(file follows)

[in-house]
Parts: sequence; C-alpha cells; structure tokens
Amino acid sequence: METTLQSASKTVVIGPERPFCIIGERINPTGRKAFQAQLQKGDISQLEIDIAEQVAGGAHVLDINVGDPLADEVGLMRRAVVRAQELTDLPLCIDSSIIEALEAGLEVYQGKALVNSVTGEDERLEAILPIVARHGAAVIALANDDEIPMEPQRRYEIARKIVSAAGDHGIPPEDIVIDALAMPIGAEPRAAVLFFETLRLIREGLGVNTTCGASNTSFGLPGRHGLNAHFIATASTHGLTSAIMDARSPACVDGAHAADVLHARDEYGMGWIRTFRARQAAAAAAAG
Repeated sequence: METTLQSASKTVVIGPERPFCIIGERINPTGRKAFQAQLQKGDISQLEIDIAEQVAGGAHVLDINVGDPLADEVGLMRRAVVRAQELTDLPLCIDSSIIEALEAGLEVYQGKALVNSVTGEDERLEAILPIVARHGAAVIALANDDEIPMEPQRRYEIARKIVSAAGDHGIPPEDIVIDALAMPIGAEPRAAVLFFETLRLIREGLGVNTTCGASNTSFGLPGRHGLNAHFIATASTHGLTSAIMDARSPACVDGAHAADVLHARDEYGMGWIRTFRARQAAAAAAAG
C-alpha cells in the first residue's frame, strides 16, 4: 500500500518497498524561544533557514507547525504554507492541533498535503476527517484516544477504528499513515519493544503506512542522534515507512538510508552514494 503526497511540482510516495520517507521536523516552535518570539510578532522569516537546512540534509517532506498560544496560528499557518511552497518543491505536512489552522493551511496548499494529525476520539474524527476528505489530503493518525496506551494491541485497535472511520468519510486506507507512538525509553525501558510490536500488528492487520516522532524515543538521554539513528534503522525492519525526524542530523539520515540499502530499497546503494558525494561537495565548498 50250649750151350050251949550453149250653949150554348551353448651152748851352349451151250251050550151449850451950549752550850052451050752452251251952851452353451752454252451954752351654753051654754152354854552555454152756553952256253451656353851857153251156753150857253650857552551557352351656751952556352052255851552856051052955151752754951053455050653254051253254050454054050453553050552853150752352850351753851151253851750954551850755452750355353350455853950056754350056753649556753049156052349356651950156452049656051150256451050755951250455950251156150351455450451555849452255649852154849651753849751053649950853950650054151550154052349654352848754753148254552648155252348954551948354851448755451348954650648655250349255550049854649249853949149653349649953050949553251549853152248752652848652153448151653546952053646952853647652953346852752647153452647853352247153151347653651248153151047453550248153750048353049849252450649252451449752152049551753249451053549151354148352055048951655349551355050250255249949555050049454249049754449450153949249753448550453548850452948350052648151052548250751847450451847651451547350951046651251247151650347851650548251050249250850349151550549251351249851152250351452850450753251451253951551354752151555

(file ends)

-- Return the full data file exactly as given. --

[in-house]
Parts: sequence; C-alpha cells; structure tokens
Amino acid sequence: METTLQSASKTVVIGPERPFCIIGERINPTGRKAFQAQLQKGDISQLEIDIAEQVAGGAHVLDINVGDPLADEVGLMRRAVVRAQELTDLPLCIDSSIIEALEAGLEVYQGKALVNSVTGEDERLEAILPIVARHGAAVIALANDDEIPMEPQRRYEIARKIVSAAGDHGIPPEDIVIDALAMPIGAEPRAAVLFFETLRLIREGLGVNTTCGASNTSFGLPGRHGLNAHFIATASTHGLTSAIMDARSPACVDGAHAADVLHARDEYGMGWIRTFRARQAAAAAAAG
Repeated sequence: METTLQSASKTVVIGPERPFCIIGERINPTGRKAFQAQLQKGDISQLEIDIAEQVAGGAHVLDINVGDPLADEVGLMRRAVVRAQELTDLPLCIDSSIIEALEAGLEVYQGKALVNSVTGEDERLEAILPIVARHGAAVIALANDDEIPMEPQRRYEIARKIVSAAGDHGIPPEDIVIDALAMPIGAEPRAAVLFFETLRLIREGLGVNTTCGASNTSFGLPGRHGLNAHFIATASTHGLTSAIMDARSPACVDGAHAADVLHARDEYGMGWIRTFRARQAAAAAAAG
C-alpha cells in the first residue's frame, strides 16, 4: 500500500518497498524561544533557514507547525504554507492541533498535503476527517484516544477504528499513515519493544503506512542522534515507512538510508552514494 503526497511540482510516495520517507521536523516552535518570539510578532522569516537546512540534509517532506498560544496560528499557518511552497518543491505536512489552522493551511496548499494529525476520539474524527476528505489530503493518525496506551494491541485497535472511520468519510486506507507512538525509553525501558510490536500488528492487520516522532524515543538521554539513528534503522525492519525526524542530523539520515540499502530499497546503494558525494561537495565548498 50250649750151350050251949550453149250653949150554348551353448651152748851352349451151250251050550151449850451950549752550850052451050752452251251952851452353451752454252451954752351654753051654754152354854552555454152756553952256253451656353851857153251156753150857253650857552551557352351656751952556352052255851552856051052955151752754951053455050653254051253254050454054050453553050552853150752352850351753851151253851750954551850755452750355353350455853950056754350056753649556753049156052349356651950156452049656051150256451050755951250455950251156150351455450451555849452255649852154849651753849751053649950853950650054151550154052349654352848754753148254552648155252348954551948354851448755451348954650648655250349255550049854649249853949149653349649953050949553251549853152248752652848652153448151653546952053646952853647652953346852752647153452647853352247153151347653651248153151047453550248153750048353049849252450649252451449752152049551753249451053549151354148352055048951655349551355050250255249949555050049454249049754449450153949249753448550453548850452948350052648151052548250751847450451847651451547350951046651251247151650347851650548251050249250850349151550549251351249851152250351452850450753251451253951551354752151555